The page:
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Saturday, September 20, 2014

Missing Persons. By John von Daler

                         Sometimes he would awaken from a dream and he would flow back into life like a murky little tributary spilling dredged muck into the clear main stream.

                He woke up in that way when she opened the door of the compartment. For a moment she seemed to extend from the dream he had been having, because she looked more like an ideal than a real person. Her black hair, curly and long, her green eyes that looked clear and perceptive, and her white, almost transparent skin all united to make him think of heroines in novels he had read. Anna Karenina! he ventured, keeping the thought to himself as she settled herself in the middle of the empty seats across from him. She smiled familiarly to him. It had to be a dream.
                After she had arranged her things beside her she pulled out a book and eyeing his book she said, "What are you reading?"
                "A Danish author called Frank Jæger, but in English. On my way to Copenhagen."
                "Oh." She looked at her book. By way of keeping things even she showed it to him.
                "Gogol. Dead Souls." Anna Karenina reading Gogol!
                "Hmm. Sounds heavy."
                "Don't know yet. But..." and then she looked up at him quickly, "Copenhagen? You are going to Copenhagen? On this train?"
                "Yep. Just four more hours."
                "Excuse me for intruding, but don't you know that this train leaves in five minutes and is headed toward Moscow?"
                Now the dream was turning bad.
                "No, no. I saw the sign in Paris. Copenhagen Express. Stops only here in Hamburg."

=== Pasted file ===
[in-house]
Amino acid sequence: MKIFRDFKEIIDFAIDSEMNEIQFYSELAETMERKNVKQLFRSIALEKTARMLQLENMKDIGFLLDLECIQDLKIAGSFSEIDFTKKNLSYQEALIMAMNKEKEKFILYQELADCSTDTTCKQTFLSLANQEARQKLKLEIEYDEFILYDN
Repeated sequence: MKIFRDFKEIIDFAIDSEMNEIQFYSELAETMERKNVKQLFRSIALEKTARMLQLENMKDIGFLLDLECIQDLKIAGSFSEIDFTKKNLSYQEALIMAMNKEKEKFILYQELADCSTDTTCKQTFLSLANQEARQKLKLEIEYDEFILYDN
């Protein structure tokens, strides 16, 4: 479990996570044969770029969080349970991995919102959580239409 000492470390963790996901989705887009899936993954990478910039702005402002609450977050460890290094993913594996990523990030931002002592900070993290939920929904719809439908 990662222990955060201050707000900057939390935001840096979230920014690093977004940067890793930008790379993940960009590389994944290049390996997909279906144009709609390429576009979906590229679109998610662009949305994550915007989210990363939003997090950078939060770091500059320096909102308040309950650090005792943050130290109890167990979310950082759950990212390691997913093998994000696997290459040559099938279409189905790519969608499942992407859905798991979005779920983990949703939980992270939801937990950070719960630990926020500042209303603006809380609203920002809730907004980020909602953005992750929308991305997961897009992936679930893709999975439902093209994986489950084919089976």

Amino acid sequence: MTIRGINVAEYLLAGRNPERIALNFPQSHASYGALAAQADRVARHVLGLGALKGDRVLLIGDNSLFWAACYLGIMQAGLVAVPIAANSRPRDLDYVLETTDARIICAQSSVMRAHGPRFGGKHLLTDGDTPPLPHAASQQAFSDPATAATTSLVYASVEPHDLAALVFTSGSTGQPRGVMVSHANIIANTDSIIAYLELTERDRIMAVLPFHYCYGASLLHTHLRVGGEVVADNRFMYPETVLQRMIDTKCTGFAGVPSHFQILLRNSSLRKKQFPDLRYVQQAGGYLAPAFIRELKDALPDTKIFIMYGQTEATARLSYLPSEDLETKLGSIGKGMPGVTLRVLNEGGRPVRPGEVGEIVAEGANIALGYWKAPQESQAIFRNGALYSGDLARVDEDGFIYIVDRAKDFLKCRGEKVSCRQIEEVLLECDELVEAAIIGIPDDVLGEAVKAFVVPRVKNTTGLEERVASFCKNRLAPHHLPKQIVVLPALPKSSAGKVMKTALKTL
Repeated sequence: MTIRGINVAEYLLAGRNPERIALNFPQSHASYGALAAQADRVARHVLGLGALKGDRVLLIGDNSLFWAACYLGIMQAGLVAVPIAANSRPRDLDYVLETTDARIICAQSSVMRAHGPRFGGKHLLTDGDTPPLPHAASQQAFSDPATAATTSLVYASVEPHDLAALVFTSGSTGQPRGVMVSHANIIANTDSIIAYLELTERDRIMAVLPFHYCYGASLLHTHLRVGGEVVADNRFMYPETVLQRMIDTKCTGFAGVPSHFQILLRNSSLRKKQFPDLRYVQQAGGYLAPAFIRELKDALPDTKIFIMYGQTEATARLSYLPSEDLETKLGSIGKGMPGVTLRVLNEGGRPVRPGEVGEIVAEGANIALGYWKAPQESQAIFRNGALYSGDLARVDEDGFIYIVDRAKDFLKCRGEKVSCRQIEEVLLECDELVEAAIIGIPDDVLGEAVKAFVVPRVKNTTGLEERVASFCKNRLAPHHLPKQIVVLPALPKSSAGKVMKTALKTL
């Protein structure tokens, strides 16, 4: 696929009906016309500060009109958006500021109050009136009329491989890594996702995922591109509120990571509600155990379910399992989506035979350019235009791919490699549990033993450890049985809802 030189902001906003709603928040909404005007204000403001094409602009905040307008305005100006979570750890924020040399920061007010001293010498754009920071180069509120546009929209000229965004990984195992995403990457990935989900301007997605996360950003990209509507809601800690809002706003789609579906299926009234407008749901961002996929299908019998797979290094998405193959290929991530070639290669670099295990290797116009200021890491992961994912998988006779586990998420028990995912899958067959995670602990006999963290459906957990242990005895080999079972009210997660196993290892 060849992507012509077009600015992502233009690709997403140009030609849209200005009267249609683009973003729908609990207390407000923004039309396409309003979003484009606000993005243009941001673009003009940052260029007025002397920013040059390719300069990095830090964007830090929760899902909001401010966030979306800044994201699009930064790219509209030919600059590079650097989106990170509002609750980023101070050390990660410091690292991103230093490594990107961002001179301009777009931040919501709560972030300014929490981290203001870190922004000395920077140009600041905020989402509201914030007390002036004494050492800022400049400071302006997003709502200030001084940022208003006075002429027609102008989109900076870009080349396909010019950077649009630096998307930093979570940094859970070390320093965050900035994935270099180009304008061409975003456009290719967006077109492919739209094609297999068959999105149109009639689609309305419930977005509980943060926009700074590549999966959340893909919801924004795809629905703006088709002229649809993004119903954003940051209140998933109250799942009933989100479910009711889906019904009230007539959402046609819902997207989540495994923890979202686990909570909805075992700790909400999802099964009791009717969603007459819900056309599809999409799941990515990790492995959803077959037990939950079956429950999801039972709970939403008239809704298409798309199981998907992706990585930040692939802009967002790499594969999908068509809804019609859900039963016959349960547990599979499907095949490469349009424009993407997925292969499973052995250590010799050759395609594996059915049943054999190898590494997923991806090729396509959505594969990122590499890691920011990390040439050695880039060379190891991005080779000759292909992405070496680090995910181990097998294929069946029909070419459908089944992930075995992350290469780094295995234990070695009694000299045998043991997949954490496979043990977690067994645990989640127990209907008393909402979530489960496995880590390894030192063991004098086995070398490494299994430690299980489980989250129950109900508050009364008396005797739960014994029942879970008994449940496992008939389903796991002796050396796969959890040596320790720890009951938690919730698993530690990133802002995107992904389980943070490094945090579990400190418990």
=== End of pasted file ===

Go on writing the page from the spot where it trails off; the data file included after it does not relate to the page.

"You bet!" She turned toward the window. "Those cars got uncoupled just as I came onboard. This car is headed through East Germany to Moscow. If you want to get to Copenhagen you'd better get off quickly!"
                "But I thought all the cars went the same place!"
                She narrowed her eyes as if trying to figure out how he could make such a simple mistake. Then she shook her head.
                "I'd get off if I were you..."
                He started pulling down his suitcase from the rack and putting on his jacket at the same time. The sleep just would not let go. Then he tried to wedge everything through the compartment door at the same time. After mashing through, he looked back at her from the aisle.
                "Thanks! Guess you saved my life!" As she smiled back at him from her seat he was thinking, or changed my life forever, since I just found you and lost you at the same time...
               And then he found himself on the platform in Hamburg. The train pulled away, sure enough, with Moscow written on the side. The dream lifted with the train and was gone.
                He tugged at the heavy bag and went to find a timetable for the next train to Copenhagen. In the center of this huge empty space covered by a tilted, dark ceiling he found some clicking information boards and saw that the next train left in an hour. Almost midnight and an hour to waste.